The Vengeance Of She (Blu-ray Review)

Scream Factory continues its dig through the annals of Hammer Horror history with the debut of the hotly demanded and requested title, The Vengeance of She! The first film remains only on DVD via Warner Archive Collection (C’mon dudes, lets match up here!), but getting the sequel is a nice start. Its coming with some fresh new interviews, a 2K scan and an episode of World of Hammer (Always cool to see these on the extras list). Start off your She collection at the end by picking this one up and hopefully its not too long before the Ursula Andress original arrives on Blu-ray. The Vengeance of She arrives on February 26th, available from the Amazon link below.



A young beautiful woman named Carol (Olinka Berova) is plagued by hallucinatory voices calling her “Ayesha” and is drawn by a mysterious force toward the east. During her voyage, she meets Dr. Philip Smith (Edward Judd) who decides to accompany Carol to her unknown destination. Eventually the two reach the lost city of Kuma where Carol is greeted as the reincarnation of Queen Ayesha, the beloved of King Killikrates (John Richardson). Philip is imprisoned and meets Za-Tor (Noel Willman) who tells him of the high priest’s deceitful plan to obtain the secret of immortality by bringing back Ayesha to King Killikrates. Will Philip escape in time to reveal the truth and save Carol from destruction?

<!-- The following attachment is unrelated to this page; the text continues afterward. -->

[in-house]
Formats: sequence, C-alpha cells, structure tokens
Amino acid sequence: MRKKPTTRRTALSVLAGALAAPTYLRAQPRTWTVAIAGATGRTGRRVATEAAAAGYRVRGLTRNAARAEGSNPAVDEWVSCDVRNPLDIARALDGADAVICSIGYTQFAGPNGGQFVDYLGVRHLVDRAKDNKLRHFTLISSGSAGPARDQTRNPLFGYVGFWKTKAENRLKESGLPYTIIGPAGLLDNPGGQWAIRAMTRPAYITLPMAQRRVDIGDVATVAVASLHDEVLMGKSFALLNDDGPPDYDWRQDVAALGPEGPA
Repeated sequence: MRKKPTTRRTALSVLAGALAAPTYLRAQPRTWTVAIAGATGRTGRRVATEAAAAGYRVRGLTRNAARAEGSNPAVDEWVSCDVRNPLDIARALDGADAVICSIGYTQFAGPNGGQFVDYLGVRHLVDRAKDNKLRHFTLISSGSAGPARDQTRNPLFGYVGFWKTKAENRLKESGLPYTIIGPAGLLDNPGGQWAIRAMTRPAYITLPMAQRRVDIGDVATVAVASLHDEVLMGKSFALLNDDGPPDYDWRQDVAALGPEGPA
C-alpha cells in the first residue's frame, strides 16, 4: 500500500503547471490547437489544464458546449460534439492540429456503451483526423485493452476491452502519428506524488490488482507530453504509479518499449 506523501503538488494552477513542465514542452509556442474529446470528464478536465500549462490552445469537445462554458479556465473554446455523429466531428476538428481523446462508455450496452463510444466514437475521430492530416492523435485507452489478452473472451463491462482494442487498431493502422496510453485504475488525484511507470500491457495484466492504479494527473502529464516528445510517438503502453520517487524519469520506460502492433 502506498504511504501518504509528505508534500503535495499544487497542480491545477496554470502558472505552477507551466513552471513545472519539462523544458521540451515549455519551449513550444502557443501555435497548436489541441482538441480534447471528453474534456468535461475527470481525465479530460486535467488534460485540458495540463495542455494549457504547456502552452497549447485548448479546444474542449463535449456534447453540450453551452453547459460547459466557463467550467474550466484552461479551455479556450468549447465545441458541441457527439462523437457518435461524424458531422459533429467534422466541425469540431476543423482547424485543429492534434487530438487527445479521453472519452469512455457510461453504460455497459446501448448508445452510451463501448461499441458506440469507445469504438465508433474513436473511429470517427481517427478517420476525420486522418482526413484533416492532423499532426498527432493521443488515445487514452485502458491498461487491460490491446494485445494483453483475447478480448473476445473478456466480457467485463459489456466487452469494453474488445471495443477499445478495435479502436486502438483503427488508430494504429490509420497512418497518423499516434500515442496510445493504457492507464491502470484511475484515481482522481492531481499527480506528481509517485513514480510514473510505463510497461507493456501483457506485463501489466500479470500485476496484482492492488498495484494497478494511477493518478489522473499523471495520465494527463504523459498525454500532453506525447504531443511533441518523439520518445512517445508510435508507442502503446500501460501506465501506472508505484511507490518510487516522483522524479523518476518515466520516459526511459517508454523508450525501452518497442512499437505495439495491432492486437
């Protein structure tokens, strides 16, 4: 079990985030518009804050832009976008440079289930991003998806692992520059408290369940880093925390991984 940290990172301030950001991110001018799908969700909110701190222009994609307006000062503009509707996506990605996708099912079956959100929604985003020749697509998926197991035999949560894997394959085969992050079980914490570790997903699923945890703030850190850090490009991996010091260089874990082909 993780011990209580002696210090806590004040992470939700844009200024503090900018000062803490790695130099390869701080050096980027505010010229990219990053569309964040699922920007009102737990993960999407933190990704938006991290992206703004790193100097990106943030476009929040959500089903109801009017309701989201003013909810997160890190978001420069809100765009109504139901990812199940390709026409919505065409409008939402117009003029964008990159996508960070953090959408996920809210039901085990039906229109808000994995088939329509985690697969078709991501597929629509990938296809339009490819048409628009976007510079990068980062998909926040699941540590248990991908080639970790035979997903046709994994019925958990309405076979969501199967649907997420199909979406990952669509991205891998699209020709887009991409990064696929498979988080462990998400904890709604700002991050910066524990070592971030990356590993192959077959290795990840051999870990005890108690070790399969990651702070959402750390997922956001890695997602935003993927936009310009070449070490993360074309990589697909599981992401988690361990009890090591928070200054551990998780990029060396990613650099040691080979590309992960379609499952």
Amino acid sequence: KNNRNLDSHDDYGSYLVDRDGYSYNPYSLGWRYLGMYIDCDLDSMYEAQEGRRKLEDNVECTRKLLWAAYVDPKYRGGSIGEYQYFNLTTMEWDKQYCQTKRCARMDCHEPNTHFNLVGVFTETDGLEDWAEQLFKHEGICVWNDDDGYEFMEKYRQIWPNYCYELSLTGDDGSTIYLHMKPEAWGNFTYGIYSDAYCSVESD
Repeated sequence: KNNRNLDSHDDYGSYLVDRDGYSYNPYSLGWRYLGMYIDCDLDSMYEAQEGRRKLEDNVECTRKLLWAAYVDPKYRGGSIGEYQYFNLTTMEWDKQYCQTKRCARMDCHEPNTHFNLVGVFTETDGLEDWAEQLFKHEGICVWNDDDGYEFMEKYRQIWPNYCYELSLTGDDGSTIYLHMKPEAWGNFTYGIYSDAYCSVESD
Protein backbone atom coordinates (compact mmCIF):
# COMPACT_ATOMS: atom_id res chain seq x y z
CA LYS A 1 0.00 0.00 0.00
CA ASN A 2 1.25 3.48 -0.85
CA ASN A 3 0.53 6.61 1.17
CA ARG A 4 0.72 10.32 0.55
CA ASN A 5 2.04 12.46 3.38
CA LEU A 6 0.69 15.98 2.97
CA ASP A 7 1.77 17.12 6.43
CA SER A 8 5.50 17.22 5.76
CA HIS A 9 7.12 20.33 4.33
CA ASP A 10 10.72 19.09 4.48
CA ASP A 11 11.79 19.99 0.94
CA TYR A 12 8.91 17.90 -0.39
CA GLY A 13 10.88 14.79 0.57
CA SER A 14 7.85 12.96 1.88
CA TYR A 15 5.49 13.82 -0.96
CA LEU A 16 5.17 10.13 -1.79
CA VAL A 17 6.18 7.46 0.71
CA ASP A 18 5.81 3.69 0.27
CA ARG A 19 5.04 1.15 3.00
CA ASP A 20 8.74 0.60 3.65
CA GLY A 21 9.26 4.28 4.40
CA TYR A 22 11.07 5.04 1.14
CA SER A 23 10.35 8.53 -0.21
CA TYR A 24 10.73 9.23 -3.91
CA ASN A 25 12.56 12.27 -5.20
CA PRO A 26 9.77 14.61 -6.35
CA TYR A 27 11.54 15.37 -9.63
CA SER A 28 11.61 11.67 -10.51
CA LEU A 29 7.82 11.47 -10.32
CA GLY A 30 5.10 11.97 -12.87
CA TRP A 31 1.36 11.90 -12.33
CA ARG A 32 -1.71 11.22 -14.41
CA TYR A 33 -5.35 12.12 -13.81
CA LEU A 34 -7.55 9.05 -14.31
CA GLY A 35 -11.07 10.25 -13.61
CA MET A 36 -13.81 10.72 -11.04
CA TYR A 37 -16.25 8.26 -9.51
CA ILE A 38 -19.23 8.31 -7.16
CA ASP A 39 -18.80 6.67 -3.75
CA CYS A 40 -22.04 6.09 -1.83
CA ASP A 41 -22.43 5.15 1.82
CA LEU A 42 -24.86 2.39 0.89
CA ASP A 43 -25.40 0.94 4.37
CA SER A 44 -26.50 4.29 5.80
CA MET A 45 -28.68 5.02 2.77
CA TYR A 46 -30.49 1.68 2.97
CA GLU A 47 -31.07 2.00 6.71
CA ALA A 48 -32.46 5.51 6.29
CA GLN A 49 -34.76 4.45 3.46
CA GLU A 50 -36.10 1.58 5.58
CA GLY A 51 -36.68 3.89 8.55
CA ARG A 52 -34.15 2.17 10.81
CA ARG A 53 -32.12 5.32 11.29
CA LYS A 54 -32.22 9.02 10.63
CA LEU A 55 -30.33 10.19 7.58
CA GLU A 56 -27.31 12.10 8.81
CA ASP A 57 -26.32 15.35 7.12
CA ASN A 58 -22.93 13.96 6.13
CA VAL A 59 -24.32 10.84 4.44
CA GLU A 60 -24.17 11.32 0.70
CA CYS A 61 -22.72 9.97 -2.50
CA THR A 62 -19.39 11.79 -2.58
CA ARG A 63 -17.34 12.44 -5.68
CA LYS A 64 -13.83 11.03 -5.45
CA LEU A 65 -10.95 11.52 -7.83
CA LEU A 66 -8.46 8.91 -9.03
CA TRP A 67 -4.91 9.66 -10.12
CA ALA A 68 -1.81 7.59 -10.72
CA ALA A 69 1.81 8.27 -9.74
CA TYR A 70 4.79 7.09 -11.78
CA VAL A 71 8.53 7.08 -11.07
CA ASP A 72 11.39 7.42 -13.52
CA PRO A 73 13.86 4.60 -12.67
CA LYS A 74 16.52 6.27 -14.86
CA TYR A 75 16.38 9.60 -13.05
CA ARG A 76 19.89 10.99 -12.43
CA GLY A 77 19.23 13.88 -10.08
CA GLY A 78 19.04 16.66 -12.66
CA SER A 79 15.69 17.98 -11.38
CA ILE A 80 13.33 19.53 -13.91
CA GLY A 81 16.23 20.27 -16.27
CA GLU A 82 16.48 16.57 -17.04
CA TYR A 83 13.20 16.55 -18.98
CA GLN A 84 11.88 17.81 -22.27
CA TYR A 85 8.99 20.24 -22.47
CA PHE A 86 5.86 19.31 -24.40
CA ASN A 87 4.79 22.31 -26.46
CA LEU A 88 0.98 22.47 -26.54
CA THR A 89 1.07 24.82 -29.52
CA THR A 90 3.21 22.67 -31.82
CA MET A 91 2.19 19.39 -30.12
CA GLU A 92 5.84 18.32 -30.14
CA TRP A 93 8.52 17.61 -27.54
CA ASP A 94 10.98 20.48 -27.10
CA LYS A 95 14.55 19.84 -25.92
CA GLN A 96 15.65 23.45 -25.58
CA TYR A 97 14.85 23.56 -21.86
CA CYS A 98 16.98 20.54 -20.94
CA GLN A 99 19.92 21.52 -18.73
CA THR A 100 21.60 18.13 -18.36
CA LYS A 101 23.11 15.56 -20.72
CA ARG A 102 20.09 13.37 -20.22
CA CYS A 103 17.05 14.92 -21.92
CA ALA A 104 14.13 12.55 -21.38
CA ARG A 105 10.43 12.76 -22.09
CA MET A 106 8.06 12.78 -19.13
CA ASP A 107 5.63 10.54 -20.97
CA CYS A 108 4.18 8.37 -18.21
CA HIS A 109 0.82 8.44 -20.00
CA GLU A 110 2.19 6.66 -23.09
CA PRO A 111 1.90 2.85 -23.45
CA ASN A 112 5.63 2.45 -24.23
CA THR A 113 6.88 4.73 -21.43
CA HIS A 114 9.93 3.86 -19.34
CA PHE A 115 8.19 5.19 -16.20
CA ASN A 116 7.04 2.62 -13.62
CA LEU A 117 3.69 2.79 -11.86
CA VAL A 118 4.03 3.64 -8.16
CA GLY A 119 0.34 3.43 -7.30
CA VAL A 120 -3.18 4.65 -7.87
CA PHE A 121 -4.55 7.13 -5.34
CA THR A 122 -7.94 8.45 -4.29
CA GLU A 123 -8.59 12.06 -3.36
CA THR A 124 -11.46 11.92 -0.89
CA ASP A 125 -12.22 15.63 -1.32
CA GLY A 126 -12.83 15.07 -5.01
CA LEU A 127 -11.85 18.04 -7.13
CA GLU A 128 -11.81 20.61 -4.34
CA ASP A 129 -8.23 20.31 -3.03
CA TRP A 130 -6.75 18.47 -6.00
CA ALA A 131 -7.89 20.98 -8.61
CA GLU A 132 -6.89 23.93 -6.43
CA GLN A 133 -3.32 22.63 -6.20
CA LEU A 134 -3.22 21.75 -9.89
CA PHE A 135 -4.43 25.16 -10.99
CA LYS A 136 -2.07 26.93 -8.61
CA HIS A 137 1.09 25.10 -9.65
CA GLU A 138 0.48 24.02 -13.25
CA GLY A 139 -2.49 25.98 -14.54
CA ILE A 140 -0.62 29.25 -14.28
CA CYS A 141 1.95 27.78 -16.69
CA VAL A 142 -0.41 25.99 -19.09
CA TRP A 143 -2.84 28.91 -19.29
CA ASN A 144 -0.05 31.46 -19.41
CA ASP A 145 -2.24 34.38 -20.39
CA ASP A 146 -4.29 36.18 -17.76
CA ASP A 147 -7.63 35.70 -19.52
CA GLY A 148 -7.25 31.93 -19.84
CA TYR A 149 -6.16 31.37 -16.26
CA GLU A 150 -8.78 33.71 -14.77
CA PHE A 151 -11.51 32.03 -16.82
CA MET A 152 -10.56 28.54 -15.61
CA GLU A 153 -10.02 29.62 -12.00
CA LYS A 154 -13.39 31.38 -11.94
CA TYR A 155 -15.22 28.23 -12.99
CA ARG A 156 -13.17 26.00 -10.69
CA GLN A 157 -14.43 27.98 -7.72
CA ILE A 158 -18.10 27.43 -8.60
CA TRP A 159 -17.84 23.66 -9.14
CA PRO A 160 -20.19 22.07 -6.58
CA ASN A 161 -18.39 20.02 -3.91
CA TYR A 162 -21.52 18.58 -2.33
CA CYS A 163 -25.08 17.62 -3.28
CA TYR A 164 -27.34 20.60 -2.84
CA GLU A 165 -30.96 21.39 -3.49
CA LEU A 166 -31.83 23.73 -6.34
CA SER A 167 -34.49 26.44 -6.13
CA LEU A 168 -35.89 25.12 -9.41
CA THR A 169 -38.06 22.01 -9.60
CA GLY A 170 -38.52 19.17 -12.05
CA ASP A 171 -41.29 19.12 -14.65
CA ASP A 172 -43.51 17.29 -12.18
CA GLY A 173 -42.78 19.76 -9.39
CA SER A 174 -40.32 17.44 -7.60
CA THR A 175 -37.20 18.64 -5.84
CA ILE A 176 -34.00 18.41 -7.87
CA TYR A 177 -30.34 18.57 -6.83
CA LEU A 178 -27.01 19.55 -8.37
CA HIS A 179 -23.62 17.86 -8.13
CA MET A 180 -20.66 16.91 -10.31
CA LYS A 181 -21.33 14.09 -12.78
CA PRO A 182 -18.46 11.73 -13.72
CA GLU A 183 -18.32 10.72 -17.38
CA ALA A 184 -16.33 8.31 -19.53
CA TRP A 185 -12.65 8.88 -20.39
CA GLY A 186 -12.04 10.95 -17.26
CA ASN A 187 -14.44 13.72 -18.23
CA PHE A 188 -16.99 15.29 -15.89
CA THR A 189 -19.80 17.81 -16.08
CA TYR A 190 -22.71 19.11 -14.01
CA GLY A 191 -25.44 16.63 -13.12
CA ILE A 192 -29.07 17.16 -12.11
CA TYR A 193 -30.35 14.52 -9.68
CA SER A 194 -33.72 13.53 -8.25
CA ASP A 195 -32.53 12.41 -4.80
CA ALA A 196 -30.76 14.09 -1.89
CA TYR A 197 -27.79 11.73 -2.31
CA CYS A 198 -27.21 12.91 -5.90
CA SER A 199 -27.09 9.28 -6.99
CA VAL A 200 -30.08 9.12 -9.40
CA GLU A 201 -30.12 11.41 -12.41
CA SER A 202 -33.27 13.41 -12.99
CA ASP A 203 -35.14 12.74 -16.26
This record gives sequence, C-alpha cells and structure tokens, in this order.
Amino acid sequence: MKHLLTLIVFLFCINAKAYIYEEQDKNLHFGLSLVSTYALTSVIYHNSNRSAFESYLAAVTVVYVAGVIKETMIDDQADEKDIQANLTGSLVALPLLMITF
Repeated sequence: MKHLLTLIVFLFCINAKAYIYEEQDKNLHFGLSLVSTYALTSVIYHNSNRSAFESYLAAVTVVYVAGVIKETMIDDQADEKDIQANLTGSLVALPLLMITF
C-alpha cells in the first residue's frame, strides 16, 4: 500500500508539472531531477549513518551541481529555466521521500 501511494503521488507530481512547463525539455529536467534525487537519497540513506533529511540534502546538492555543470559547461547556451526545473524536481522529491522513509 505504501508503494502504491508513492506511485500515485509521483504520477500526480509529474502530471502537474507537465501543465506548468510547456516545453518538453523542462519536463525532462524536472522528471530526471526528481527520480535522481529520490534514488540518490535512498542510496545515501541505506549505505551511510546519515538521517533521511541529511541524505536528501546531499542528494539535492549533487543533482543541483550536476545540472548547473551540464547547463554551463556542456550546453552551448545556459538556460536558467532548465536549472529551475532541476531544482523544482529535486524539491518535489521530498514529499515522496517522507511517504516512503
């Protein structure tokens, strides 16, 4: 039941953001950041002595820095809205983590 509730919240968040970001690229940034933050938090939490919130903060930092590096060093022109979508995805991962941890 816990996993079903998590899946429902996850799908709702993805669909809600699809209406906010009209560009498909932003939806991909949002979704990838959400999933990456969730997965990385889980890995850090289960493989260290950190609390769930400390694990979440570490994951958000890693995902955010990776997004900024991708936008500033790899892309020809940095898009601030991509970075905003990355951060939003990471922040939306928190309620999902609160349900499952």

One of the big selling factors above all else with the original She, was star Ursuala Andress, who was quite iconic beyond just her breakout in the James Bond film Dr. No. Unfortunately for Hammer, her contract was done with them and she was under no obligation to do this movie. Instead, newcomer Olinka Berova was brought in as a sorta replacement. And well, its just not the same without Ursula. Unfair to Berova, but there is a humongous drop in charisma and the ability to command a celluloid frame with just your presence.